Andrea Marie Frisch

Andrea Frisch received her PhD in Romance Languages and Literatures from UC Berkeley.  Her research on literary and historiographical works in the social, cultural, and political context of the Protestant Reformation has been supported by the National Endowment for the Humanities, the National Humanities Center, and numerous research libraries and centers of advanced study in the US and Europe.  In 2021-2022, she will be a fellow at the Hamburg Institute for Advanced Study. 

        The Invention of the Eyewitness: Witnessing and Testimony in Early Modern France (University of North Carolina Press, 2004) is an examination of the links between the witness of the French law courts, the figure of the witness in theological writings, the eyewitness narrator of Francophone travel literature, and the witness-as-narrator in French literary and philosophical texts in the fifteenth and sixteenth centuries.  The book’s analyses highlight the tense coexistence between traditional ethical models of witnessing inherited from medieval precedents, on the one hand, and an epistemic conception of witnessing, according to which eyewitnessing gained special prestige as a depersonalized, quasi-objective form of testimony, on the other.

        Forgetting Differences: Tragedy, Historiography and the French Wars of Religion (Edinburgh University Press, 2015) is a study of the rhetoric of reconciliation in the wake of France’s civil wars (1562-1598).  Taking contemporaneous juridical and theological conceptions of pardon, amnesty, and reconciliation as a point of departure, the book identifies parallels between historiographical method and tragic aesthetics in sixteenth- and seventeenth-century France.  The tandem evolution of these discourses was centrally conditioned by the challenge of representing civil war in a way that would be perceived simultaneously as truthful and as non-polemical. 

       Current projects include Dispassionate Truths:  The Rise of Unmemorable History, which tracks the relationship between the “memorable” and the “true” in the larger body of early modern European historiography, and The Library of the Enlightened Ethnographer, which examines the reception of fifteenth- and sixteenth-century European travel literature in eighteenth-century anthropology and ethnography.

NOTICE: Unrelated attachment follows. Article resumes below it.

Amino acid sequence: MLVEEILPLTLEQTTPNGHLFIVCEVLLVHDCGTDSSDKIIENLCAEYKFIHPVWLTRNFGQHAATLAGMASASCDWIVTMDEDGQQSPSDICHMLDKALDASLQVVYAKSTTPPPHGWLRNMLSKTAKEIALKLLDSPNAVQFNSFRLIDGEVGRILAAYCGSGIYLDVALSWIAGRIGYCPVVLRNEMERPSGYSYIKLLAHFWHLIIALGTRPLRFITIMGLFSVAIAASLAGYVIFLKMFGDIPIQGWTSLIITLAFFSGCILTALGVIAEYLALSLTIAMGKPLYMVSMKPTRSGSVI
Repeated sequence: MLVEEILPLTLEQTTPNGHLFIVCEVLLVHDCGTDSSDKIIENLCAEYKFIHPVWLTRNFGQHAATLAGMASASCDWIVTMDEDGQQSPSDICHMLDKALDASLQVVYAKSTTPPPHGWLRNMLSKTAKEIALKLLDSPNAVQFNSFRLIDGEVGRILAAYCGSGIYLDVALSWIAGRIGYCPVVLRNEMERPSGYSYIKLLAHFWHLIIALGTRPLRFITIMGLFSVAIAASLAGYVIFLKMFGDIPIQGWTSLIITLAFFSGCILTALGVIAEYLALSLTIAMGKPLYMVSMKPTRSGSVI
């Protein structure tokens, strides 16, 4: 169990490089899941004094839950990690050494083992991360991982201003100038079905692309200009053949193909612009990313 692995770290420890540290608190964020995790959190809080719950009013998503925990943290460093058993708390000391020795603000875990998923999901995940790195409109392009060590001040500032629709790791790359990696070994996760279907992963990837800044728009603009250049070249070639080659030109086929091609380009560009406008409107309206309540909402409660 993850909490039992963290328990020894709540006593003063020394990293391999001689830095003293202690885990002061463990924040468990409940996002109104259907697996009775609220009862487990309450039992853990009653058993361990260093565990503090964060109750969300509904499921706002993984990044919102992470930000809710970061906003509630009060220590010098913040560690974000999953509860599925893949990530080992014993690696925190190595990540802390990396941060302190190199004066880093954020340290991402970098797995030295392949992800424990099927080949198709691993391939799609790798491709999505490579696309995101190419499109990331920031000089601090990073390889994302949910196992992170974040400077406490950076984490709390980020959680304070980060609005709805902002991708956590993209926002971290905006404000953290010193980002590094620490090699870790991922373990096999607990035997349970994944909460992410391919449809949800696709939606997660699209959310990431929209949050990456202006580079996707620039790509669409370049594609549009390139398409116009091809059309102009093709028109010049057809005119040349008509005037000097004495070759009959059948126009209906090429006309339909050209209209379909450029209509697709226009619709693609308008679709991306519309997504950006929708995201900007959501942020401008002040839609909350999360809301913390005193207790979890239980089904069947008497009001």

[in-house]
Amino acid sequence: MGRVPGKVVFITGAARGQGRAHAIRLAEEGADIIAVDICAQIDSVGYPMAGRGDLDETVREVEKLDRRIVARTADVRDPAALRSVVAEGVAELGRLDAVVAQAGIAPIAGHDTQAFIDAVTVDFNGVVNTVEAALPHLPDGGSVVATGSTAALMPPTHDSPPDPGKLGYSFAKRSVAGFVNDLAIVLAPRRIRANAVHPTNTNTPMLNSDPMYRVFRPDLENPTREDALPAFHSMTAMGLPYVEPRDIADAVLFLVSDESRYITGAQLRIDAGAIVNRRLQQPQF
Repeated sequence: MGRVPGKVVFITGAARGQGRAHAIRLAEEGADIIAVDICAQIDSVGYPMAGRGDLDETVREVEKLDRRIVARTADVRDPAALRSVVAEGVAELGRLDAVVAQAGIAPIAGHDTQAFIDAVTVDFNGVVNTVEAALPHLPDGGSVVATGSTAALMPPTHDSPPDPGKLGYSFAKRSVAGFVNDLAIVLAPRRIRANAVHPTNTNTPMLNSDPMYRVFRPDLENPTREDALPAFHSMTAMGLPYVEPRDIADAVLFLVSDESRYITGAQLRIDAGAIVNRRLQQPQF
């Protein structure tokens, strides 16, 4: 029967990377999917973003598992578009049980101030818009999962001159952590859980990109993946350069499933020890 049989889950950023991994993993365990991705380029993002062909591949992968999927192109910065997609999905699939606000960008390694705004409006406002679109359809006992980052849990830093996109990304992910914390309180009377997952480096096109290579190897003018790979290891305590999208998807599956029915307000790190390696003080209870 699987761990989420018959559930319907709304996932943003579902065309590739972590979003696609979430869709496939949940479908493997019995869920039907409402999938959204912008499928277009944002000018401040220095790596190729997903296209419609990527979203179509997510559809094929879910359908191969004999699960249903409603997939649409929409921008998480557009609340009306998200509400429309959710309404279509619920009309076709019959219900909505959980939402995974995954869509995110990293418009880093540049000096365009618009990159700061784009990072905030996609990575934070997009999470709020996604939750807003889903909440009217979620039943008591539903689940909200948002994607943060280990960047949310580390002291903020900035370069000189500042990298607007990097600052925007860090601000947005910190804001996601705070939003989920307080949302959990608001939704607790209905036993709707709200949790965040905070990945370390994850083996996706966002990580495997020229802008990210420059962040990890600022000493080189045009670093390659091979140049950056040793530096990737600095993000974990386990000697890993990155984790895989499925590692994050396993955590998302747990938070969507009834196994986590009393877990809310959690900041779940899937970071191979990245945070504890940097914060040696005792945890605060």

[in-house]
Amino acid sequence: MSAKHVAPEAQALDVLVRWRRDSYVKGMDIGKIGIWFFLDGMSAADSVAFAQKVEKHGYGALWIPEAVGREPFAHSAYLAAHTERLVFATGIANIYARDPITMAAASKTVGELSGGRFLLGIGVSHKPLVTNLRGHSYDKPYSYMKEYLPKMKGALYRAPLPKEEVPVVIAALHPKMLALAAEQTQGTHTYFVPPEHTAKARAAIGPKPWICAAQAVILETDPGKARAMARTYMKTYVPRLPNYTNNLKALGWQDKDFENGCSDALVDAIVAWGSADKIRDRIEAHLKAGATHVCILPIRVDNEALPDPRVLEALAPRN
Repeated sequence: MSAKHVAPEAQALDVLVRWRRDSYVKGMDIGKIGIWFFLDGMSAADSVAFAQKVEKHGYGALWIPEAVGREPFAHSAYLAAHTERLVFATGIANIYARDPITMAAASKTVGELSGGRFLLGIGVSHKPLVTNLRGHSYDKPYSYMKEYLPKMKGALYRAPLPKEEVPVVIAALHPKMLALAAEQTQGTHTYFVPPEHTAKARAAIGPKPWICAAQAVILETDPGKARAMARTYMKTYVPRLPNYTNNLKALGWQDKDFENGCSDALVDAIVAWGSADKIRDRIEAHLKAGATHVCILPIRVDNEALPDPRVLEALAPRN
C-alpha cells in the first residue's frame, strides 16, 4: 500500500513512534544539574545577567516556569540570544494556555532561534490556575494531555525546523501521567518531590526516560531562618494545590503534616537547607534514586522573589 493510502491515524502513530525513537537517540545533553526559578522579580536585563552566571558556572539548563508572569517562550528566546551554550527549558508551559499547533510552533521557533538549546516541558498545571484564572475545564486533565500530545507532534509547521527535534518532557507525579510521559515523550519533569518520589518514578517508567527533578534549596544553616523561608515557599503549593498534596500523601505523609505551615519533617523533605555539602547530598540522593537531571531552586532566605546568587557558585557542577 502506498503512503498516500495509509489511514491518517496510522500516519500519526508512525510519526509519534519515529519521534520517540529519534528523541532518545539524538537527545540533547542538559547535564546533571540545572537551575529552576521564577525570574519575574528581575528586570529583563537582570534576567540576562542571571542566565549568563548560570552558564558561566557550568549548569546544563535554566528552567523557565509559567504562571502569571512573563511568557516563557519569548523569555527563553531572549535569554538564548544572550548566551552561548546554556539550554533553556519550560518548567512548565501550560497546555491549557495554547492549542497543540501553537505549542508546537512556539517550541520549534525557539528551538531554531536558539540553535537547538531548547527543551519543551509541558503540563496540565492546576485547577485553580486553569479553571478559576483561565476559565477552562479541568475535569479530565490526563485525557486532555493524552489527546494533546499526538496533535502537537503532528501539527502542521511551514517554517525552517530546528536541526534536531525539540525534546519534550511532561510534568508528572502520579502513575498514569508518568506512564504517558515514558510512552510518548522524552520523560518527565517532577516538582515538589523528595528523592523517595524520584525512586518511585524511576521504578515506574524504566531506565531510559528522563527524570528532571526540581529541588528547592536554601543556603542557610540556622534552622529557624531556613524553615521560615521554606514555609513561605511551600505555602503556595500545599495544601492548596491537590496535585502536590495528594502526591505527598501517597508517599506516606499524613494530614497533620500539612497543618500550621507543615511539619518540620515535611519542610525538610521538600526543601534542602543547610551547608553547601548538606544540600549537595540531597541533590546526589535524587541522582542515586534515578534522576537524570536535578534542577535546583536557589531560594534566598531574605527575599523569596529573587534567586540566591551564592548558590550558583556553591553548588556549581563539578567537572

Upcoming talks:

“Unfree Historiography: Recounting the French Wars of Religion from the Protestant Perspective,” Renaissance Society of America Conference, April 2021

Co-organizer and Speaker, Seminar session on “Memory and the Memorable: Early Modern France,” ACLA, April 2021

“Aubigné’s Addressees,” symposium in honor of the first complete English translation of Agrippa d’Aubigné’s Tragiques, Oxford University,  June 2021

“The Massacre at Paris,” Conference on ‘Paris, a New Rome: Fatal Return in European Imperialism’s Primal Scene,’ University of Chicago Center in Paris, June 22-24, 2021

Recent and forthcoming publications:

“Pointing Fingers: Indexical Tables in the Essais (Simon Goulart, Abel L’Angelier, and Henri V Estienne)” in Global Montaigne (eds. Amy C. Graves and Jean Balsamo).  Paris: Classiques Garnier, 2021, pp. 503-518.

“Jean de la Taille: tragédie et remontrance sous Charles IX,” Les remontrances d’Ancien régime :  art de gouverner et contestation légitime (eds. Paul-Alexis Mellet et Ullrich Langer). Paris: Garnier, forthcoming 2021.

“Heresy and Sedition in Pierre de Ronsard’s Discours des misères de ce temps (1562) and Pierre Boton’s La France divisée (1595),” Sedition: Subversive and Controversial Literature in Europe, 1500-1700 (eds. John O’Brien and Marc Schachter), Brepols, forthcoming 2021.

“Humanist Uncertainty vs. Neoclassical Inevitability: Tragic Aesthetics from the Sixteenth to the Seventeenth Century,” MLA Approaches to Teaching French Classicism (eds. Hélène Bilis and Ellen McClure), forthcoming 2021.

“The Shifting Grounds of Comparison in the French Renaissance: The Case of Louis Le Roy,” Practicing Comparison (eds. Angelika Epple, Walter Erhart, Johannes Grave), Bielefeld UP, 2020, 193-206.

“Forgotten Memories. Why Should We Remember How Early Modern Europeans Remembered?”  Sixteenth Century Journal 50:1 (50th Anniversary Issue, “Taking the Temperature of Early Modern Studies”), Spring 2019, 183-188.

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